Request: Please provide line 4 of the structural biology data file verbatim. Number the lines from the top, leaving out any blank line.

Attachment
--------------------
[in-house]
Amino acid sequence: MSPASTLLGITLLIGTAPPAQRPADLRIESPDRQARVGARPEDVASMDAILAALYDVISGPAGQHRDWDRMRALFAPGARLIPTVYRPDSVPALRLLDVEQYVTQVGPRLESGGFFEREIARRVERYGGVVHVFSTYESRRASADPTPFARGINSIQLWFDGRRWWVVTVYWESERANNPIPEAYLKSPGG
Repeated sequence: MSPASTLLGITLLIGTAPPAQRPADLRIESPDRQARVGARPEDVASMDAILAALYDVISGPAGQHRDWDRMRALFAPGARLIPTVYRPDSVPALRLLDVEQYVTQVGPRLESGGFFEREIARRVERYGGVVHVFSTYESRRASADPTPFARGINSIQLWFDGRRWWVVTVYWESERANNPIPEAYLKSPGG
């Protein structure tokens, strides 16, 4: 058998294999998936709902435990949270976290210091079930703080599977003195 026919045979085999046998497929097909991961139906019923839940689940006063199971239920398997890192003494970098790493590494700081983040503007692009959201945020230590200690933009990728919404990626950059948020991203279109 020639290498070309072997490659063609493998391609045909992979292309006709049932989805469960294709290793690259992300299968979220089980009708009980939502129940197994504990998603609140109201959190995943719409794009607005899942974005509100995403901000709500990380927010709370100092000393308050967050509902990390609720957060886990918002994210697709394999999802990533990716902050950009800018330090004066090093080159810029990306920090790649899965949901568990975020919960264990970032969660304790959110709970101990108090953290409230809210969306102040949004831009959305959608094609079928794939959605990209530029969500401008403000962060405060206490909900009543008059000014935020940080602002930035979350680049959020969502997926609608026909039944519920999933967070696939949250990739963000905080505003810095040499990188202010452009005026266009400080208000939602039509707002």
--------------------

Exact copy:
């Protein structure tokens, strides 16, 4: 058998294999998936709902435990949270976290210091079930703080599977003195 026919045979085999046998497929097909991961139906019923839940689940006063199971239920398997890192003494970098790493590494700081983040503007692009959201945020230590200690933009990728919404990626950059948020991203279109 020639290498070309072997490659063609493998391609045909992979292309006709049932989805469960294709290793690259992300299968979220089980009708009980939502129940197994504990998603609140109201959190995943719409794009607005899942974005509100995403901000709500990380927010709370100092000393308050967050509902990390609720957060886990918002994210697709394999999802990533990716902050950009800018330090004066090093080159810029990306920090790649899965949901568990975020919960264990970032969660304790959110709970101990108090953290409230809210969306102040949004831009959305959608094609079928794939959605990209530029969500401008403000962060405060206490909900009543008059000014935020940080602002930035979350680049959020969502997926609608026909039944519920999933967070696939949250990739963000905080505003810095040499990188202010452009005026266009400080208000939602039509707002």